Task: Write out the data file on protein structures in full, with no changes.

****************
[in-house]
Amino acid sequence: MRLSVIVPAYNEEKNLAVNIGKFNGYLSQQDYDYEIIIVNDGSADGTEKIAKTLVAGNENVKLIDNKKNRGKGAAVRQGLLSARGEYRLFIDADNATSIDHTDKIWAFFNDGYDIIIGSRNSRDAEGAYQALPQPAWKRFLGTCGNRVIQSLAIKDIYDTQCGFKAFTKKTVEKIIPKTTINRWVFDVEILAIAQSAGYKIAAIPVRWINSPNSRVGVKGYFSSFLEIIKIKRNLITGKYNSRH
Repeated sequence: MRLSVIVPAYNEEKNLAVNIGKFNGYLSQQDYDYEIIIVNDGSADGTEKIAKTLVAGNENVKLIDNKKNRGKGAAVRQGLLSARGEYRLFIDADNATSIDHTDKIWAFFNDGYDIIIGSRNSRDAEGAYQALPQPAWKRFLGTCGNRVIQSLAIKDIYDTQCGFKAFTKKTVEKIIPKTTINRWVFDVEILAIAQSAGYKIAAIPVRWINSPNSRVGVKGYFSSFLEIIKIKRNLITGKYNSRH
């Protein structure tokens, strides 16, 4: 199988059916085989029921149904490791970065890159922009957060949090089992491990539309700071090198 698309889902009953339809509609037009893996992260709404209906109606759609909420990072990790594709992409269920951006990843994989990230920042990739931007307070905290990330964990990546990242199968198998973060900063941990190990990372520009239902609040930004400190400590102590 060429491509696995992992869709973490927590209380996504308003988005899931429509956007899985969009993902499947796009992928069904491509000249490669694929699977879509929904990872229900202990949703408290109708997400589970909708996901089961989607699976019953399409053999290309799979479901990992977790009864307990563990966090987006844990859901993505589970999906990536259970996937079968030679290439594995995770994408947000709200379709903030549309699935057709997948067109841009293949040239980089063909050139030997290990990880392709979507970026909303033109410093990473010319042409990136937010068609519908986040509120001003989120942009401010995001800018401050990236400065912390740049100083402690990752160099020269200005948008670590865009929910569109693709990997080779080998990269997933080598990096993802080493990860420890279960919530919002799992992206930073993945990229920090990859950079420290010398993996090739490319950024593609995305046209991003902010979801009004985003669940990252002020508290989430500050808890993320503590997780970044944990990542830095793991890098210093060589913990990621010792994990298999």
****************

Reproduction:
[in-house]
Amino acid sequence: MRLSVIVPAYNEEKNLAVNIGKFNGYLSQQDYDYEIIIVNDGSADGTEKIAKTLVAGNENVKLIDNKKNRGKGAAVRQGLLSARGEYRLFIDADNATSIDHTDKIWAFFNDGYDIIIGSRNSRDAEGAYQALPQPAWKRFLGTCGNRVIQSLAIKDIYDTQCGFKAFTKKTVEKIIPKTTINRWVFDVEILAIAQSAGYKIAAIPVRWINSPNSRVGVKGYFSSFLEIIKIKRNLITGKYNSRH
Repeated sequence: MRLSVIVPAYNEEKNLAVNIGKFNGYLSQQDYDYEIIIVNDGSADGTEKIAKTLVAGNENVKLIDNKKNRGKGAAVRQGLLSARGEYRLFIDADNATSIDHTDKIWAFFNDGYDIIIGSRNSRDAEGAYQALPQPAWKRFLGTCGNRVIQSLAIKDIYDTQCGFKAFTKKTVEKIIPKTTINRWVFDVEILAIAQSAGYKIAAIPVRWINSPNSRVGVKGYFSSFLEIIKIKRNLITGKYNSRH
């Protein structure tokens, strides 16, 4: 199988059916085989029921149904490791970065890159922009957060949090089992491990539309700071090198 698309889902009953339809509609037009893996992260709404209906109606759609909420990072990790594709992409269920951006990843994989990230920042990739931007307070905290990330964990990546990242199968198998973060900063941990190990990372520009239902609040930004400190400590102590 060429491509696995992992869709973490927590209380996504308003988005899931429509956007899985969009993902499947796009992928069904491509000249490669694929699977879509929904990872229900202990949703408290109708997400589970909708996901089961989607699976019953399409053999290309799979479901990992977790009864307990563990966090987006844990859901993505589970999906990536259970996937079968030679290439594995995770994408947000709200379709903030549309699935057709997948067109841009293949040239980089063909050139030997290990990880392709979507970026909303033109410093990473010319042409990136937010068609519908986040509120001003989120942009401010995001800018401050990236400065912390740049100083402690990752160099020269200005948008670590865009929910569109693709990997080779080998990269997933080598990096993802080493990860420890279960919530919002799992992206930073993945990229920090990859950079420290010398993996090739490319950024593609995305046209991003902010979801009004985003669940990252002020508290989430500050808890993320503590997780970044944990990542830095793991890098210093060589913990990621010792994990298999």